Politics and government didn’t seem worth celebrating with the flag on my pack. Nor troop invasions or tort reform or DOMA. But the place that we’d been—the wildness, with a couloir rising upward and reflecting between icebergs in the lake—that held the value. Patriotism, in our sandal-wearing fashion, looked towards the parentage in the outside world. A sort of Mother’s/Father’s Day for the places that nurse us, that make a backyard the home where freedom is as simple as a pair of picks and some skis. And that’s why the flag was there, why the Fourth was worth celebrating. God bless skis, buddies, sandals, and crampons. ‘merica.

Huge thanks to Myke Hermsmeyer for his photographic skills and Rosemary Till for her hospitality.

Mt. McPartland with GMS

After all the hot weather here in the Flathead, a rainstorm sans lightening bolts slammed the door on fire season–at least for a bit. It also happened to arrive right over the weekend of my first outing with the Glacier Mountaineering Society.

The trip plan was to head up Mt. McPartland, a relatively obscure peak that sits between Mt. Vaught and Heavens Peak in the Going to the Sun Road corridor. Only visible for a mile or so from car, it’s seldom seen and generally not on the radar. Easily the biggest factor is that there’s no easy way to get to it. Not the gnarliest bushwhacking I’ve encountered, but it takes the prize for the wettest.

We met up at 6am in Apgar. Stars were out over the Flathead Valley, but as I drove north, it became obvious that the storm was still soaking Glacier. As if to reinforce that, the rain started at the turnoff into West Glacier. Some introductions and a quick carpool up the road to a turnoff by McDonald Creek followed. Armed with wading shoes, fording the creek wasn’t too hard.

GMS is an organization of climbers and hikers interested in the climbing of things in, of course, Glacier. My motive for joining up was to become more integrated into the climbing establishment here. And to get route information that’s hard to find online or missing from the often outdated guide to Glacier. Once signed up, you can register for events via an online calendar. Most of them were full, but a couple caught my eye, including this McPartland trip. As the weather forecast blackened, spots opened up, and I found myself bumped from the waitlist.

Once in our boots on the west side of McDonald Creek, we followed traces of the old trail there until turning uphill and into the brush. By this point, it was actively pouring, and we were all pretty wet.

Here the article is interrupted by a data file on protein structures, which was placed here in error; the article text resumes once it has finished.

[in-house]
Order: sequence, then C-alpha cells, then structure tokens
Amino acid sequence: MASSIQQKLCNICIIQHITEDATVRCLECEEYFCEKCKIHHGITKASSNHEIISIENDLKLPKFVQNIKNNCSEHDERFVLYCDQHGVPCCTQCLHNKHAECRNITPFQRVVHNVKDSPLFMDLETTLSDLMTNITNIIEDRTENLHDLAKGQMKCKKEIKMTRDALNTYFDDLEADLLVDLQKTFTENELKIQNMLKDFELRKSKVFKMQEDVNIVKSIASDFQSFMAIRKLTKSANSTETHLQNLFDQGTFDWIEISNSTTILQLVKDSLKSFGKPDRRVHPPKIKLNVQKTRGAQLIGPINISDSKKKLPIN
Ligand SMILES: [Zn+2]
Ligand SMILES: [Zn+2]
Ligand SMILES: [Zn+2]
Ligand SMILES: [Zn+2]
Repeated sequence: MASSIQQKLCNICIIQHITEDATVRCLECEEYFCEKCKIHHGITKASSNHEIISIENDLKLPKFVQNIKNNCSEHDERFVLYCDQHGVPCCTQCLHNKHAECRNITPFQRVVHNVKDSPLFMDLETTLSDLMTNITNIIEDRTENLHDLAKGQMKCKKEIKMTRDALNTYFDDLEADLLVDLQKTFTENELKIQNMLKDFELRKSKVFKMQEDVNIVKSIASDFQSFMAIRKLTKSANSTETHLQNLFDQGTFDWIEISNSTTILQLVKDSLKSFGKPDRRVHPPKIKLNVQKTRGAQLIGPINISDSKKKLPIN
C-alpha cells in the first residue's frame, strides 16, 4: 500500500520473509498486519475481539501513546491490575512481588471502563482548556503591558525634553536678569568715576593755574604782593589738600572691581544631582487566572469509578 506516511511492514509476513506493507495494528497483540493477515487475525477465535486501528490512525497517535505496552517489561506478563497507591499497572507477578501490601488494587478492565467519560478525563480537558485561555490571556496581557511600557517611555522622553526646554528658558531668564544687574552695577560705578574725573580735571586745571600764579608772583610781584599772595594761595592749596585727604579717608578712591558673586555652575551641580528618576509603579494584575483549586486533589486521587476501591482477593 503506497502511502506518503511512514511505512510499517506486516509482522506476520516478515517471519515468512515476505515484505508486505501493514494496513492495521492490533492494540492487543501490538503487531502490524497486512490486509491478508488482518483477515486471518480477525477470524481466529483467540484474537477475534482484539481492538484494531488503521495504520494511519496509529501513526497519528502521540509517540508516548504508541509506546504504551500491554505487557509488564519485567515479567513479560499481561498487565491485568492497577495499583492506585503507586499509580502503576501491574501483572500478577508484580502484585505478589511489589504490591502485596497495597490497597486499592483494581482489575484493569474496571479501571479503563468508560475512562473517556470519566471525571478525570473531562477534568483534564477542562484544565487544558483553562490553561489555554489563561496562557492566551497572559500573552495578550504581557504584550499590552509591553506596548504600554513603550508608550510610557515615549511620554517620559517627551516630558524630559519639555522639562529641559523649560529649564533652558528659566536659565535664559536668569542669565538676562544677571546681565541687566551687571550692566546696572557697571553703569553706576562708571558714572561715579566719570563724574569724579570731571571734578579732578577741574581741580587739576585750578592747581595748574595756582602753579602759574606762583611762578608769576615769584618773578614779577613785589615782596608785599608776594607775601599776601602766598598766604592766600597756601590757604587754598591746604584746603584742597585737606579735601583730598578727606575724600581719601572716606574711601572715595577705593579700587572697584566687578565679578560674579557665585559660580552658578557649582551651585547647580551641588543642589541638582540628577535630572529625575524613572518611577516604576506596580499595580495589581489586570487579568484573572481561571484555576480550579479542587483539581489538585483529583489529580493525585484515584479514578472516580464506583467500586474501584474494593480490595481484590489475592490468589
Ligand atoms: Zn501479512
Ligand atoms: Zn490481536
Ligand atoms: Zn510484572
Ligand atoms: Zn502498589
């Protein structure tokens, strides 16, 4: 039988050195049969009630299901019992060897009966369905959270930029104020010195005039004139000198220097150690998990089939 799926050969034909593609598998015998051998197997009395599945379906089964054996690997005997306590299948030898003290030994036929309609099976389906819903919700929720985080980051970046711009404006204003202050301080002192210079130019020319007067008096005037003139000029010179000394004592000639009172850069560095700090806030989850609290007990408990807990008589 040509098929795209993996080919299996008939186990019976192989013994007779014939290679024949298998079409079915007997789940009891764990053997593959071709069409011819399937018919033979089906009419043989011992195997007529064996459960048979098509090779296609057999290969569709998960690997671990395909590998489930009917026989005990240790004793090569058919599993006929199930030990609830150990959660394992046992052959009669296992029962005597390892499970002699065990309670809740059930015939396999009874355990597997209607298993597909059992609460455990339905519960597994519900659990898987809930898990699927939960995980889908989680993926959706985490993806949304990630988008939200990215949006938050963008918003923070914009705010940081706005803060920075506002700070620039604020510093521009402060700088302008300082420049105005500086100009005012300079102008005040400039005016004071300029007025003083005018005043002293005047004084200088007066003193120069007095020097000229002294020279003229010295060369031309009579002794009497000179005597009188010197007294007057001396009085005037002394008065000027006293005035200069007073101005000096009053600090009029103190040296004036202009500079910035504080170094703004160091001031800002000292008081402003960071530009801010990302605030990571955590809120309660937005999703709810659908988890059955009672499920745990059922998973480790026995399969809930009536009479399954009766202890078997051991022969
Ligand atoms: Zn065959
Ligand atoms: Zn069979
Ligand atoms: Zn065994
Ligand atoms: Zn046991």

Perhaps it was an exceptional group. Perhaps everyone just didn’t care that the spigots in the clouds were fully open. Perhaps it was a case where each person thought it a bit ridiculous that we were there, but didn’t want to ruin it for everyone else. In the back of my head, I remembered and hoped on the clear sky to the south.

After a while, we moved back into an avalanche chute, working our way up through brush and a number of slick cliff bands. Huckleberries and sarviceberries were everywhere. With purple hands and tongues we headed up.

Somewhere near the top of the chute, it finally stopped raining. The cloud level rose in front of us, enough that some sun showed up at our first real lunch spot. Wringing the water out of my socks made things much less squishy.

Following the drainage that runs up to the summit of Mt. Vaught, we climbed up into the clouds.

Following a GPS, we ended up a bit too high up in the drainage. Fog obscured sight navigation, but eventually we dropped back down and over to the large basin beneath McPartland. Tim, the trip coordinator and brush guide extraordinaire, had welcomed us to Jurassic Park while the rain poured down early on. Given that there’s a Floral Park, Preston Park, and Granite Park in Glacier, it seems fair and indeed necessary to call that big basin Jurassic Park.

By the time we got there though, our route detour in the clouds had cost us the time needed to make the summit. So we hung out in Jurassic Park, ate our sandwiches, and watched the clouds come and go.

Our foggy quarry.

And then the high pressure cleared things out.

Eventually, we packed up. On the way down, we confirmed the connectedness of the Glacier climbing community; Tim grew up on the same block as my mom, and Greg roomed with an uncle of mine while working for the park.

Thankfully, the hucks were still everywhere on the route down. Mountain candy at its finest.

Tim, looking majestic.

Much dryer on the way down, the schwack seemed to go a lot faster. Some forest walking, and there were our sandals in the tree.

Greg on the ford back out.

And the avie chute we ascended.

It’s pretty impressive that GMS can take groups of individuals who don’t necessarily know each other and offer Glacier as a social experience. Kudos to Tim for putting everything together and all the work he did to find what I’d call the easiest looking route through some tough country. Thank to Rodney, Greg, and Cecilia for a stellar day in the rain and sun. Stoked to do more with GMS.